What will you say of the man who has so much to do that he could not get out of the burning house, but was burnt to ashes? What will you say of the man that had so much to do, that when he was dying, he had not time to send for a physician? Why, you will say, then he ought not to have had so much to do. And so it is with religion, the reason why men cannot find time for it is, because they do not like it well enough. If they liked it, they would find time. And besides, what time does it want? What time does it require? Can I not pray to God over my ledger? Can I not snatch a text at my very breakfast, and think over it all day? May I not even when I am busy in the affairs of the world, be thinking of my soul, and casting myself upon a Redeemers blood and atonement? It wants no time. There may be some time required; some time for my private devotions, and for communion with Christ, but when I grow in grace, I shall think it right to have more and more time, the more I can possibly get, the happier I shall be, and I shall never make the excuse that I have no time.
There is no human mind, however capacious, that can ever guess the thought of a soul eternally cast away from God. The wrath to come is as inexpressible as the glory that shall be revealed hereafter.
No preacher was ever so loving as Christ but no man ever spoke so horribly about hell; and yet even when the Savior had said his best and said his worst, he had not told us what are the horrors of a future state.
Have you never seen yourselves what power the mind has over us to make us full of misery? Ah, brethren and sisters, if ye could go to many of our asylums, and to our sick wards ay, and dying beds, too, you might know what acute anguish the mind may feel.
And remember that the mind, as well as the mortal frame, is to endure damnation. Yes, we must not shirk that word, the Scripture saith it, and we must use it. Oh! men and women, except we repent, except we do each of US cry for mercy to him that is able to save, we must perish. All that is meant by that word “hell,” must be realized in me except I be a believer. and so all that is meant by “Depart, ye cursed,” must be thine, unless thou dost turn unto God with full purpose of heart.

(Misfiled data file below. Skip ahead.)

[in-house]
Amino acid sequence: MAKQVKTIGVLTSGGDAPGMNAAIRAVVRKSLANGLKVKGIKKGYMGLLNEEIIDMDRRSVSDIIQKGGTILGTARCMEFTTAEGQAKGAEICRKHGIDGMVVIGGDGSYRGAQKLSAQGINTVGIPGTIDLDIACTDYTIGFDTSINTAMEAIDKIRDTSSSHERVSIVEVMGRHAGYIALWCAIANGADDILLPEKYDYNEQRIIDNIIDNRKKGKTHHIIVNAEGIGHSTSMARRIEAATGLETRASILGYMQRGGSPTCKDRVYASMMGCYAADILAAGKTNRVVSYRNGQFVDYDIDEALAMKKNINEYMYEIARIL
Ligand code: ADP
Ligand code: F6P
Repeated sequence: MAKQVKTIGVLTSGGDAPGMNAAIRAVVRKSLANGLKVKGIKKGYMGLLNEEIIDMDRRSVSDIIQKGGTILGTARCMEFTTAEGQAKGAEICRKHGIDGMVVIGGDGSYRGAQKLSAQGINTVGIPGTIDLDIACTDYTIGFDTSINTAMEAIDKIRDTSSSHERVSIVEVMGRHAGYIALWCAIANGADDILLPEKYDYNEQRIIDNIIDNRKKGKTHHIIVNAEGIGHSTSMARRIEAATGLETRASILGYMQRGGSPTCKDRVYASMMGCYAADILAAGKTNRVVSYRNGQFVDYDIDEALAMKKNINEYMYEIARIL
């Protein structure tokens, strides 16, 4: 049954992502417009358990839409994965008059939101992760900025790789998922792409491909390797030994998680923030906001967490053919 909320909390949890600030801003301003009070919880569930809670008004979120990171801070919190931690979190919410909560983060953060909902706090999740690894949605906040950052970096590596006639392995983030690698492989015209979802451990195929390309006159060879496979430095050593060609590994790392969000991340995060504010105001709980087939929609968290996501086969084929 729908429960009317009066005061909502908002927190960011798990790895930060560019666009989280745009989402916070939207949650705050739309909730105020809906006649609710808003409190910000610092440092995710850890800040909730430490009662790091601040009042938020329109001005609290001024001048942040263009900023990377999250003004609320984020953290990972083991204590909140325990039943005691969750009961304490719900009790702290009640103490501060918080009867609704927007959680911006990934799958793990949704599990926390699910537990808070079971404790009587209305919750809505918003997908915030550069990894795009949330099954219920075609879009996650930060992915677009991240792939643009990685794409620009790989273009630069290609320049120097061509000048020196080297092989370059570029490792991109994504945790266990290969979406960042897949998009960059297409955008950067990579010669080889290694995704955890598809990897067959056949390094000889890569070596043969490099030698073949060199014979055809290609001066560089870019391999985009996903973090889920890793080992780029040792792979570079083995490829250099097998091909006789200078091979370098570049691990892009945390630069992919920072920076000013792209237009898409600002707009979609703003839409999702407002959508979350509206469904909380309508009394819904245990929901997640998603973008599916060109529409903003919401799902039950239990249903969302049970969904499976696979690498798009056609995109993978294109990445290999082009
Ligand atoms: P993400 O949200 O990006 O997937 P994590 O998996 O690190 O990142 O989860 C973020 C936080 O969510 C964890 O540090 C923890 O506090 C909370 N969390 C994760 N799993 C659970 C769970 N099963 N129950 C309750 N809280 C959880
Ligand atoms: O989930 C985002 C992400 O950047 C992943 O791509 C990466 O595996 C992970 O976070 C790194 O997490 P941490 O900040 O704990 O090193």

The things we preach, and that are taught in Scripture, are matters of solemn certainty. It may be that death is that bourne from which no traveler returns, but it is not true that we know nothing of it. It is as certain as that there are men, and a world in which they live, that there is another world to come, and that if they die impenitent, that world will be to them one of misery.
And mark you there is no chance of escape, die without Christ, and there is no gate out of which you can escape for ever, oh, for ever lost, and not one hope of mercy cast away, and not one outlet for escape, not one solitary chance of ransom. Oh, if there were hope that in the world to come, men might escape, we need not be so earnest; but since once lost, lost for aye once cast away, cast away without hope, without any prospect of a hope, we must be earnest.
And let every man remember that if he perish after having heard the Gospel, he will be his own murderer. Sinner, thou wilt drive the dagger into thine heart thyself. If thou depisest the Gospel, thou art preparing fuel for thine own bed of flames, thou art hammering out the chain for thine own everlasting binding; and when damned, thy mournful reflection will be this: I have damned myself, I cast myself into this pit; for I rejected the Gospel, I despised the message; I trod under foot the Son of Man; I would have none of his rebukes. I despised his Sabbaths: I would not hearken to his exhortations, and now I perish by mine own hand, the miserable suicide of my own soul.
© Becky Laney of Operation Actually Read Bible